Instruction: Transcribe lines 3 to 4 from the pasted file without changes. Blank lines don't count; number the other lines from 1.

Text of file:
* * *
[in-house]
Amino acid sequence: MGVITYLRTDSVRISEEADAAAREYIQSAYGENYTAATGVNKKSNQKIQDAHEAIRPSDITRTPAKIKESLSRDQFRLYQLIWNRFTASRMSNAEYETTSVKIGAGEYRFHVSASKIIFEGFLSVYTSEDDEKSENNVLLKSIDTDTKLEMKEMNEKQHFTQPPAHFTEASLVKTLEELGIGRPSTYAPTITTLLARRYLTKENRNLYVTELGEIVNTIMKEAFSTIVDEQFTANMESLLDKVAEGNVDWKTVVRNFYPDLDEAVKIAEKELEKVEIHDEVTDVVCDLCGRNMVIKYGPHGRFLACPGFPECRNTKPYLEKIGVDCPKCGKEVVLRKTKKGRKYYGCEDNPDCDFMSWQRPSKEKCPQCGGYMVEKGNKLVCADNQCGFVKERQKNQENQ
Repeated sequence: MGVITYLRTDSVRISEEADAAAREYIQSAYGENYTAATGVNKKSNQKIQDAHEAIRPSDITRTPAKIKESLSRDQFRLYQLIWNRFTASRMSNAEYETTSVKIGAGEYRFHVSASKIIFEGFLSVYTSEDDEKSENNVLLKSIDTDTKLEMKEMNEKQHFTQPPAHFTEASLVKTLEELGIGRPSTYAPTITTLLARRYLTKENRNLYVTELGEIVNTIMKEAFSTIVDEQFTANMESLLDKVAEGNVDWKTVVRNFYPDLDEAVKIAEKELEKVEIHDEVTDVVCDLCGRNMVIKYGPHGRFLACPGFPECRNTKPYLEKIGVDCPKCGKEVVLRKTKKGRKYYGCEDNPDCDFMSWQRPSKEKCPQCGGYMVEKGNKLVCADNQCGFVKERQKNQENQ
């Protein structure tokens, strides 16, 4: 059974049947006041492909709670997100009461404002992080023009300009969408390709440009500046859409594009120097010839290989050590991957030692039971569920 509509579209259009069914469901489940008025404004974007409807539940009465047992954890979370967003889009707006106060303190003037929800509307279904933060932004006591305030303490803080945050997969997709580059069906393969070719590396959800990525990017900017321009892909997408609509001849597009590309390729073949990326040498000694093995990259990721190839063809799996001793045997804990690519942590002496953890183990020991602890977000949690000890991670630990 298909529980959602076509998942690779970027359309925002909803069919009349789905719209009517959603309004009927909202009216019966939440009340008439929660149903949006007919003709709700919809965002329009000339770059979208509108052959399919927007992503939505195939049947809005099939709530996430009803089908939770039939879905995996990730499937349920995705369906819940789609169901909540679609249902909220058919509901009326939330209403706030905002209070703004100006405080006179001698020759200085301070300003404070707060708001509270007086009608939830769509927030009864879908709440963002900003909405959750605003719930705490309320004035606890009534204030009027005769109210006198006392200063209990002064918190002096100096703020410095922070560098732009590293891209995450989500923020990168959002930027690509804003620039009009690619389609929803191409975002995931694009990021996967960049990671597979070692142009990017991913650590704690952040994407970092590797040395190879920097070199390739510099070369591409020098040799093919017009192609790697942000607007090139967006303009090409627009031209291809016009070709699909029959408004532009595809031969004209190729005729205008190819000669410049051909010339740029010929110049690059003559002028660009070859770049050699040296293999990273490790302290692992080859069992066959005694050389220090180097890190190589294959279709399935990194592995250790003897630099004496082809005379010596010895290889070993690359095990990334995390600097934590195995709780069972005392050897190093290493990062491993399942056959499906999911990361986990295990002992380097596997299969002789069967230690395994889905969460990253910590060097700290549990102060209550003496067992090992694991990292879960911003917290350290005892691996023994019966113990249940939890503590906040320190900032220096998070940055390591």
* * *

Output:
Repeated sequence: MGVITYLRTDSVRISEEADAAAREYIQSAYGENYTAATGVNKKSNQKIQDAHEAIRPSDITRTPAKIKESLSRDQFRLYQLIWNRFTASRMSNAEYETTSVKIGAGEYRFHVSASKIIFEGFLSVYTSEDDEKSENNVLLKSIDTDTKLEMKEMNEKQHFTQPPAHFTEASLVKTLEELGIGRPSTYAPTITTLLARRYLTKENRNLYVTELGEIVNTIMKEAFSTIVDEQFTANMESLLDKVAEGNVDWKTVVRNFYPDLDEAVKIAEKELEKVEIHDEVTDVVCDLCGRNMVIKYGPHGRFLACPGFPECRNTKPYLEKIGVDCPKCGKEVVLRKTKKGRKYYGCEDNPDCDFMSWQRPSKEKCPQCGGYMVEKGNKLVCADNQCGFVKERQKNQENQ
């Protein structure tokens, strides 16, 4: 059974049947006041492909709670997100009461404002992080023009300009969408390709440009500046859409594009120097010839290989050590991957030692039971569920 509509579209259009069914469901489940008025404004974007409807539940009465047992954890979370967003889009707006106060303190003037929800509307279904933060932004006591305030303490803080945050997969997709580059069906393969070719590396959800990525990017900017321009892909997408609509001849597009590309390729073949990326040498000694093995990259990721190839063809799996001793045997804990690519942590002496953890183990020991602890977000949690000890991670630990 298909529980959602076509998942690779970027359309925002909803069919009349789905719209009517959603309004009927909202009216019966939440009340008439929660149903949006007919003709709700919809965002329009000339770059979208509108052959399919927007992503939505195939049947809005099939709530996430009803089908939770039939879905995996990730499937349920995705369906819940789609169901909540679609249902909220058919509901009326939330209403706030905002209070703004100006405080006179001698020759200085301070300003404070707060708001509270007086009608939830769509927030009864879908709440963002900003909405959750605003719930705490309320004035606890009534204030009027005769109210006198006392200063209990002064918190002096100096703020410095922070560098732009590293891209995450989500923020990168959002930027690509804003620039009009690619389609929803191409975002995931694009990021996967960049990671597979070692142009990017991913650590704690952040994407970092590797040395190879920097070199390739510099070369591409020098040799093919017009192609790697942000607007090139967006303009090409627009031209291809016009070709699909029959408004532009595809031969004209190729005729205008190819000669410049051909010339740029010929110049690059003559002028660009070859770049050699040296293999990273490790302290692992080859069992066959005694050389220090180097890190190589294959279709399935990194592995250790003897630099004496082809005379010596010895290889070993690359095990990334995390600097934590195995709780069972005392050897190093290493990062491993399942056959499906999911990361986990295990002992380097596997299969002789069967230690395994889905969460990253910590060097700290549990102060209550003496067992090992694991990292879960911003917290350290005892691996023994019966113990249940939890503590906040320190900032220096998070940055390591």